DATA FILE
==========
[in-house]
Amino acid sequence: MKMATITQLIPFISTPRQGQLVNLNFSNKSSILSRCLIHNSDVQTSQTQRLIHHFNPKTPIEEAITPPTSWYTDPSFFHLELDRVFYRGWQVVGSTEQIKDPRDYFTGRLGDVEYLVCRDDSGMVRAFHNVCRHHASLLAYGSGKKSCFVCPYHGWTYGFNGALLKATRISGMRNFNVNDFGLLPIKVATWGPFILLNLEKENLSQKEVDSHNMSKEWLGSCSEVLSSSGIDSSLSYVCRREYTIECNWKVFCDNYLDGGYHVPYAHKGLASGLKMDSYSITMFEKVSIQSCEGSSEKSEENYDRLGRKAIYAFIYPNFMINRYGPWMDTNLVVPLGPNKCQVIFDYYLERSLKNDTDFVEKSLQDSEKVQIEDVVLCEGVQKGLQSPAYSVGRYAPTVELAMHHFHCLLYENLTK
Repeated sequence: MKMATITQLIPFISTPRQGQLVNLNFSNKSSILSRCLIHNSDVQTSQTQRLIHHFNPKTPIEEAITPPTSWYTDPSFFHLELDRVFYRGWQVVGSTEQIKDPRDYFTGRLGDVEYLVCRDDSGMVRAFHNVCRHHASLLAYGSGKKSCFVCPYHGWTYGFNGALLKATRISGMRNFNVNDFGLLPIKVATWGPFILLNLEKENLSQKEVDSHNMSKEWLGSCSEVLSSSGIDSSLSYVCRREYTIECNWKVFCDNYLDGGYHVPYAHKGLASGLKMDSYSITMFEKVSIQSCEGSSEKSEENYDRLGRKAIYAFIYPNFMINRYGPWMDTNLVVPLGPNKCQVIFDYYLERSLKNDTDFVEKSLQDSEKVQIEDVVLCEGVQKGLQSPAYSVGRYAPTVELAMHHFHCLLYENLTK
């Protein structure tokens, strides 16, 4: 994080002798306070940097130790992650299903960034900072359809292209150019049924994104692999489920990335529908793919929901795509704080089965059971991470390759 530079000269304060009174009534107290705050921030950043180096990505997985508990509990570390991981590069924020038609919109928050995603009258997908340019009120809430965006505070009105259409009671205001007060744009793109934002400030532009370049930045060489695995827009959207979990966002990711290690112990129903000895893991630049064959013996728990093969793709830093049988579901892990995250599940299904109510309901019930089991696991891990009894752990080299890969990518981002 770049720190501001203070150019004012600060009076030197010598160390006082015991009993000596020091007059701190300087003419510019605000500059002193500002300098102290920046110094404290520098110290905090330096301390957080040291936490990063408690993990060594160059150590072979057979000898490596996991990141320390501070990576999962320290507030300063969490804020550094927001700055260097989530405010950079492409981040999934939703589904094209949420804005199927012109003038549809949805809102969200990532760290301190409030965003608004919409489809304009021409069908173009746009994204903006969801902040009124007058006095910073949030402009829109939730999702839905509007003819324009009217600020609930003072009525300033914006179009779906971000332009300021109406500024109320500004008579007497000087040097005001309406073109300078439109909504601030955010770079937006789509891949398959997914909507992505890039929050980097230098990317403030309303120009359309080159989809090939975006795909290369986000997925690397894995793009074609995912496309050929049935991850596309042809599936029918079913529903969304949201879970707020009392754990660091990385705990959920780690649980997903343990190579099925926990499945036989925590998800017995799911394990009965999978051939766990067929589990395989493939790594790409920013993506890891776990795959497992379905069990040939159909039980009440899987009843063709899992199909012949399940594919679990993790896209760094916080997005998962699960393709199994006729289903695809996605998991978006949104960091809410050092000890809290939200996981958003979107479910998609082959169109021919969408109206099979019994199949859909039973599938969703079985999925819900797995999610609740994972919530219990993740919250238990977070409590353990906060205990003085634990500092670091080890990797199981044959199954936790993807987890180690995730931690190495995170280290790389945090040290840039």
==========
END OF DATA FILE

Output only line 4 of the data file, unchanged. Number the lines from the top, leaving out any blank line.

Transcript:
């Protein structure tokens, strides 16, 4: 994080002798306070940097130790992650299903960034900072359809292209150019049924994104692999489920990335529908793919929901795509704080089965059971991470390759 530079000269304060009174009534107290705050921030950043180096990505997985508990509990570390991981590069924020038609919109928050995603009258997908340019009120809430965006505070009105259409009671205001007060744009793109934002400030532009370049930045060489695995827009959207979990966002990711290690112990129903000895893991630049064959013996728990093969793709830093049988579901892990995250599940299904109510309901019930089991696991891990009894752990080299890969990518981002 770049720190501001203070150019004012600060009076030197010598160390006082015991009993000596020091007059701190300087003419510019605000500059002193500002300098102290920046110094404290520098110290905090330096301390957080040291936490990063408690993990060594160059150590072979057979000898490596996991990141320390501070990576999962320290507030300063969490804020550094927001700055260097989530405010950079492409981040999934939703589904094209949420804005199927012109003038549809949805809102969200990532760290301190409030965003608004919409489809304009021409069908173009746009994204903006969801902040009124007058006095910073949030402009829109939730999702839905509007003819324009009217600020609930003072009525300033914006179009779906971000332009300021109406500024109320500004008579007497000087040097005001309406073109300078439109909504601030955010770079937006789509891949398959997914909507992505890039929050980097230098990317403030309303120009359309080159989809090939975006795909290369986000997925690397894995793009074609995912496309050929049935991850596309042809599936029918079913529903969304949201879970707020009392754990660091990385705990959920780690649980997903343990190579099925926990499945036989925590998800017995799911394990009965999978051939766990067929589990395989493939790594790409920013993506890891776990795959497992379905069990040939159909039980009440899987009843063709899992199909012949399940594919679990993790896209760094916080997005998962699960393709199994006729289903695809996605998991978006949104960091809410050092000890809290939200996981958003979107479910998609082959169109021919969408109206099979019994199949859909039973599938969703079985999925819900797995999610609740994972919530219990993740919250238990977070409590353990906060205990003085634990500092670091080890990797199981044959199954936790993807987890180690995730931690190495995170280290790389945090040290840039």